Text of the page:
Welcome to another installment of The World Through Sound. Last time, we talked about mode shapes and the blurry line between things that are discrete and distinct and things that are continuous and fluid. This time, we’ll cover reflection and refraction, and learn about the “Principle of least time” that governs things from the physical behavior of light and sound to the instinctual behavior of animals.

Reflection is a simple enough concept and one that we experience pretty much every day. Whether it’s our reflection in a bathroom mirror or off of the surface of a still pond, the reflection of light is incredibly common. When we look into a mirror we see the world duplicated within the reflection, a copy on the other side of the barrier of glass. Sound has reflections as well. You may have experienced this with an echo, a reflection of a sound off a distant wall or mountain, loud and clear enough that it sounds like a distant copy of yourself is calling to you.

Sound reflections are much more common than those clear echoes, though. While a faraway object might allow us to pick out an echo from the original sound, pretty much every solid object generates a sound reflection. We spend our days awash in sound reflections from everything around us, to the point that we don’t even notice them. If buildings reflected light like they do sound, it would be as if every hard surface was a highly polished mirror. But because of the speed of sound, rather than experiencing those echoes as distinct repetitions of the sounds we hear, we often experience those reflections as amplification and reverberation, making the sounds louder and causing them to die out more slowly.  These reflections (especially the first ones to reach us) are what give rooms their sonic character, and figure greatly into concert hall acoustics.

Washington, D.C. 216

If buildings reflected light like they reflect sound, every building would look like this.

In addition to reflection, both light and sound can undergo refraction. Refraction is when a material bends an incoming wave, causing it to change angles. Again, this effect is quite apparent with light, such as when the lens of a magnifying glass bends light to make an object appear larger. Or a straw in a glass of water appears to be broken or bent when viewed from the side. This is because different materials cause light to move at different speeds. For example, light moves more slowly through water than in air, causing it to abruptly change direction when going from air to water and back again. For sound, examples of refraction are a little less obvious. While acoustic lenses certainly do exist , they’re not nearly as ubiquitous as the optical lenses around us. Instead, acoustic refraction takes other forms, and you may have even experienced it as something like an acoustic mirage.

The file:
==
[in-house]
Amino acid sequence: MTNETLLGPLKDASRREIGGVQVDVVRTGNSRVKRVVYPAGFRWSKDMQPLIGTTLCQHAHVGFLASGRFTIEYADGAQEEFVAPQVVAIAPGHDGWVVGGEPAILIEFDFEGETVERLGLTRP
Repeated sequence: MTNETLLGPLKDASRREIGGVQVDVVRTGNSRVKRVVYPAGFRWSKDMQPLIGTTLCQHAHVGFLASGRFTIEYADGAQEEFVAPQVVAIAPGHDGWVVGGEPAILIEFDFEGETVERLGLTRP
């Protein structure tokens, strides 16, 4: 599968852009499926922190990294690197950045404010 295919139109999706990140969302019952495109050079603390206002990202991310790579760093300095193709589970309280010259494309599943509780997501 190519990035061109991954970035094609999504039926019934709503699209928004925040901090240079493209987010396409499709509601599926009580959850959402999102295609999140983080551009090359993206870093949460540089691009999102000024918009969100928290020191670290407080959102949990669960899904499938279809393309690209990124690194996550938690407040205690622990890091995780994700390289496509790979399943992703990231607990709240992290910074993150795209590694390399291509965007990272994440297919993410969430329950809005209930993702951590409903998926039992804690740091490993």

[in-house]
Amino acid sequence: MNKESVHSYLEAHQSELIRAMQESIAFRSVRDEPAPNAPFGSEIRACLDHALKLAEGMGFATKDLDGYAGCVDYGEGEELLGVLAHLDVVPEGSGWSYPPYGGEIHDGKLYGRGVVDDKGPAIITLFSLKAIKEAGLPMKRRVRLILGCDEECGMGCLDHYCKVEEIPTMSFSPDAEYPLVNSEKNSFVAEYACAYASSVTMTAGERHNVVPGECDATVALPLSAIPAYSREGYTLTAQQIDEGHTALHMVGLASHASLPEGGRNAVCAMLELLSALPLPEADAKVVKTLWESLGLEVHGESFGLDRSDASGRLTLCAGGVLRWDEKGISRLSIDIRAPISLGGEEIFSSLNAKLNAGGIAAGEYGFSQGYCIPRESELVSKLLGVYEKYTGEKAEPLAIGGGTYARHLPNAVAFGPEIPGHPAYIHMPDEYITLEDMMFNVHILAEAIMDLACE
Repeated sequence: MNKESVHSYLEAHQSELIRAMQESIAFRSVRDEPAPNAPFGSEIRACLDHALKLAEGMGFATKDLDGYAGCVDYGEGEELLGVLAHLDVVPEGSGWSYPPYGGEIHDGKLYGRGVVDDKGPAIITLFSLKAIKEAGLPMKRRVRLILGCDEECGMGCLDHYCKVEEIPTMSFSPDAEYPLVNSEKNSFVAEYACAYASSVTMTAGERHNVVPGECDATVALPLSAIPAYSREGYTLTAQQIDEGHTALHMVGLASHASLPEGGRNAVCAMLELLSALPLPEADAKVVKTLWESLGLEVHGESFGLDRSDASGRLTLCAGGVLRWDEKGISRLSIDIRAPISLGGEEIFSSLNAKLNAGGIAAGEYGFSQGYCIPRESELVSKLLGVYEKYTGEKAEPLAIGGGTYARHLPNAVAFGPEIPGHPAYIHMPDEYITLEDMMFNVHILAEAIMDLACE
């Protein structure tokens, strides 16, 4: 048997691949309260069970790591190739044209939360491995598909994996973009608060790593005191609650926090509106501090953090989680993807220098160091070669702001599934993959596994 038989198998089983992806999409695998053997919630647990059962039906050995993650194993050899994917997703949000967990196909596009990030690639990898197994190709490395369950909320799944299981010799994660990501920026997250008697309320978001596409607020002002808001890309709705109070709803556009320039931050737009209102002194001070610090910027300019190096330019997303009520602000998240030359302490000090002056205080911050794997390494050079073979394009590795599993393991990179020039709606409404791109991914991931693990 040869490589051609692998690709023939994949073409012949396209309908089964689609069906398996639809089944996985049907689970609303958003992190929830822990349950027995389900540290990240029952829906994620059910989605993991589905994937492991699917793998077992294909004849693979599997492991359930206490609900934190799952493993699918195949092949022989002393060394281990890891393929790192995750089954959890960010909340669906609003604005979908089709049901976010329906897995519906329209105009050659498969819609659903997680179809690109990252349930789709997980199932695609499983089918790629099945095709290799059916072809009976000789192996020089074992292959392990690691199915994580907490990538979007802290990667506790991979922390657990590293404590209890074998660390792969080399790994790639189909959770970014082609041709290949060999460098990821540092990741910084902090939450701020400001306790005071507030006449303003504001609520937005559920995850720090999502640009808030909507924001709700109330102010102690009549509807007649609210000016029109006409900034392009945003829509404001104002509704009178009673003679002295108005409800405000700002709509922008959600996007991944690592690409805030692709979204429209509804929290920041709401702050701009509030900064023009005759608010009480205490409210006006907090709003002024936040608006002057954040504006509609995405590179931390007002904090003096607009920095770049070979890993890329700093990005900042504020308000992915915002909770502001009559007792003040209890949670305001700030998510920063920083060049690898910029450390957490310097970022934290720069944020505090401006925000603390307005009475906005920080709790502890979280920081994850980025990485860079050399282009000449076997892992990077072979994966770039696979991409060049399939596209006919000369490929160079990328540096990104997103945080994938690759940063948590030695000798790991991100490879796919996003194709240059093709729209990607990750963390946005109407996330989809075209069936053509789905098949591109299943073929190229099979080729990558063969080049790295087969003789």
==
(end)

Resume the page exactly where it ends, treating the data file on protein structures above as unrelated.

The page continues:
While the word mirage may conjure up images of cartoon characters hallucinating a lush desert oasis where there’s only hot sand, a real mirage isn’t nearly so extravagant. Mirages occur when light bends away from the hot ground in a way that looks a lot like a reflection, making sand (or asphalt) look like a glimmering pool of water at a distance. This occurs because light moves more slowly through cold air than hot, and the hot ground creates a gradient of temperature that refracts the light.

For sound, the most interesting effects occur when cold air gets trapped under a layer of warmer air. This is called a “temperature inversion,” and it can cause some surprising effects. During a temperature inversion, sound bends downwards, allowing it to clear obstacles and then come all the way back to the ground. This can allow sounds to travel for miles further than usual, soaring over houses and trees. This is why distant sounds can appear much louder in the winter or at night, when the cold ground can suck warmth from the nearby air, causing sound to curve downwards. This also occurs during the day over lakes, which are often cooler than the surrounding air. You can even hear this difference yourself by listening to a friend yelling across a lake or open field.


During a temperature inversion or over a body of cool water, sound refracts downwards, helping it to carry further.